Nifty Miller, the greatest carnival barker in the world, sends his son, Chris, to law school in the hope that the boy will find in professional life a more settled and prosperous life than that of the sideshow. During one of his summer vacations, Chris finds work with the carnival, and Nifty breaks off his relationship with Carrie, a hula dancer who, seeking revenge for this slight, pays another carnival girl, Lou, to vamp the innocent boy; Lou, however, genuinely falls in love with Chris. When his father finds out that they are in love, Chris defiantly announces his intention to marry the girl. Seeing his ambitious plans for his son seemingly collapse, Nifty quits the carnival and turns to drink. He later finds out that Chris has returned to law school at Lou's urging. Offered a partnership in the carnival, Nifty returns to his former life as a barker. +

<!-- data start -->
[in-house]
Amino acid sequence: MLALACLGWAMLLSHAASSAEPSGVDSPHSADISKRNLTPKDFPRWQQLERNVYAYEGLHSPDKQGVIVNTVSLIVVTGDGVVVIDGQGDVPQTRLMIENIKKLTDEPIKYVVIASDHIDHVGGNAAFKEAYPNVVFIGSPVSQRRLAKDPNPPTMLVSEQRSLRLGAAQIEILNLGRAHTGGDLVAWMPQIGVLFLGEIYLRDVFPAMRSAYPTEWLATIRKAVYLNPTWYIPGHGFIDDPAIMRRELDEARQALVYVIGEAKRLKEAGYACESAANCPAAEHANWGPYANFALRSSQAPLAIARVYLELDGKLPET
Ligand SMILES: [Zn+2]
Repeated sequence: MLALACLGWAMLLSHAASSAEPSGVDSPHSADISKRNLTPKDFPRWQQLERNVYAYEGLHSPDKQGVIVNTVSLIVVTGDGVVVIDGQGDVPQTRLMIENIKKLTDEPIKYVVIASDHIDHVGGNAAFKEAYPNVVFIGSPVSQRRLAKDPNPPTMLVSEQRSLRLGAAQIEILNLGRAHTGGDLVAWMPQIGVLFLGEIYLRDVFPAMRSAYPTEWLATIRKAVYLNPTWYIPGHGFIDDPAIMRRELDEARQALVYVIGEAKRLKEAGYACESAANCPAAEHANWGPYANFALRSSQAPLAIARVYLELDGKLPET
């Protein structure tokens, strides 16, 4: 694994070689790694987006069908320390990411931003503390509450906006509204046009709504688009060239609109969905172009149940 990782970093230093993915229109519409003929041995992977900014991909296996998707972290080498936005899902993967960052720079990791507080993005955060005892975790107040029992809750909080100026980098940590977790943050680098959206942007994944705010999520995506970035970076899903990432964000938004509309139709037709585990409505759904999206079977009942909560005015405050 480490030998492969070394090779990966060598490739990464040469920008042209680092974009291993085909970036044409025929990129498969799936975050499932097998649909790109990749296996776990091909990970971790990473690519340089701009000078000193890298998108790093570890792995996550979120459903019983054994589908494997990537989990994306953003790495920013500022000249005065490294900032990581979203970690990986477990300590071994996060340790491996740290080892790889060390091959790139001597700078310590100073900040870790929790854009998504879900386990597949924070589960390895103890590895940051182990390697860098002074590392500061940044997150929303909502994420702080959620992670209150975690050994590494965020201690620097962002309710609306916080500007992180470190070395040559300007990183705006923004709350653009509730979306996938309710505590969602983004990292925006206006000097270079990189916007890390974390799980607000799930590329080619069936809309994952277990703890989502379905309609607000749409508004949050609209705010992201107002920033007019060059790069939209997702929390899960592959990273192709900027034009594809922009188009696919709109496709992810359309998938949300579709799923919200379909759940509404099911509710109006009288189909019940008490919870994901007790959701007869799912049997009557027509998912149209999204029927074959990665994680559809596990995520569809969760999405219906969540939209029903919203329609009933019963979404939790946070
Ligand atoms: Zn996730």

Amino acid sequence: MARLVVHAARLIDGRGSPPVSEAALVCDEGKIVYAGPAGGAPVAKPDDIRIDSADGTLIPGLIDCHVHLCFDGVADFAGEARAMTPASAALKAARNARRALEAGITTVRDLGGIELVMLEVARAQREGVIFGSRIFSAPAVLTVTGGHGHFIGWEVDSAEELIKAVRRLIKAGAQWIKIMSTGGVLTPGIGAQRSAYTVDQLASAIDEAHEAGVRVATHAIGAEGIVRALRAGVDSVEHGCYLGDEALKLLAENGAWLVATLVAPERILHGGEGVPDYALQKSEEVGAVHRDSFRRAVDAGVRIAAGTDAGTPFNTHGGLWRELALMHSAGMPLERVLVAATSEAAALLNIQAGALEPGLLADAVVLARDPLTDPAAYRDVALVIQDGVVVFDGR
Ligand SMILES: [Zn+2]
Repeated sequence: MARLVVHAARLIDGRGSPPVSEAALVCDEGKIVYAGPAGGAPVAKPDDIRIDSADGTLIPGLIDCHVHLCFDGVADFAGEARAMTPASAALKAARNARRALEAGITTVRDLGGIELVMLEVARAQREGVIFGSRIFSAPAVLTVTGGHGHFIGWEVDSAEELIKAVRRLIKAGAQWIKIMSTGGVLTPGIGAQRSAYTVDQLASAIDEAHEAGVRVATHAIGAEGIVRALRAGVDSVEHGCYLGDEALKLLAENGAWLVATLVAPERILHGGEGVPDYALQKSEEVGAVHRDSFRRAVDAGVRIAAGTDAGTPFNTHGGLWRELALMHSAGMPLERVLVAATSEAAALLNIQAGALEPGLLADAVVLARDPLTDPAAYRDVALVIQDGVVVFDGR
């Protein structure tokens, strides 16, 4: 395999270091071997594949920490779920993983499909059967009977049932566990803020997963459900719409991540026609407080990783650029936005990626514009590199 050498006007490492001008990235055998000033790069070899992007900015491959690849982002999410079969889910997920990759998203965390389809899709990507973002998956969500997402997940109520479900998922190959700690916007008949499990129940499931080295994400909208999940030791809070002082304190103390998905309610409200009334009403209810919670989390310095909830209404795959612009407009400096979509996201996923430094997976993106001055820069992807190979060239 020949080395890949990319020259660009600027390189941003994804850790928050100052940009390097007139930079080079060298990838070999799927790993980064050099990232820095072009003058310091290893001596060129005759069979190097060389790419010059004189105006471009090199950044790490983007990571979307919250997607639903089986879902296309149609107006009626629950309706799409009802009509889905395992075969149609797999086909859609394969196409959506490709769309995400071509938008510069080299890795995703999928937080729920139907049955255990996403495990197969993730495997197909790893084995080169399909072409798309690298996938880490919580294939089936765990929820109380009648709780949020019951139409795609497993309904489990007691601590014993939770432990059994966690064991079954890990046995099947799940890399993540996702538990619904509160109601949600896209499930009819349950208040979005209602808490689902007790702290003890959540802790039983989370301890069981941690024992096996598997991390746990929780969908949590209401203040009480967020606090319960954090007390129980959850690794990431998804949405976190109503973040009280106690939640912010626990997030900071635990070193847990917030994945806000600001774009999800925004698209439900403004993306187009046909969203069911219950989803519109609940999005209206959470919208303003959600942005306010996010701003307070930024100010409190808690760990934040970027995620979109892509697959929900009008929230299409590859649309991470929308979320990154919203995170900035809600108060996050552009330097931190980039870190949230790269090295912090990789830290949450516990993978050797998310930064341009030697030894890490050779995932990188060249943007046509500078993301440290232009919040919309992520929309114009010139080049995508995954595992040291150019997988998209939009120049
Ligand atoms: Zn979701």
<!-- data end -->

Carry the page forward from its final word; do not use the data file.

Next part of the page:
GENRE
Genre:
Sub-genre:
Carnival/Circus


Subject

Legend
Viewed by AFI
Partially Viewed
Offscreen Credit
Name Occurs Before Title
AFI Life Achievement Award

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The American Film Institute is grateful to Sir Paul Getty KBE and the Sir Paul Getty KBE Estate for their dedication to the art of the moving image and their support for the AFI Catalog of Feature Films and without whose support AFI would not have been able to achieve this historical landmark in this epic scholarly endeavor.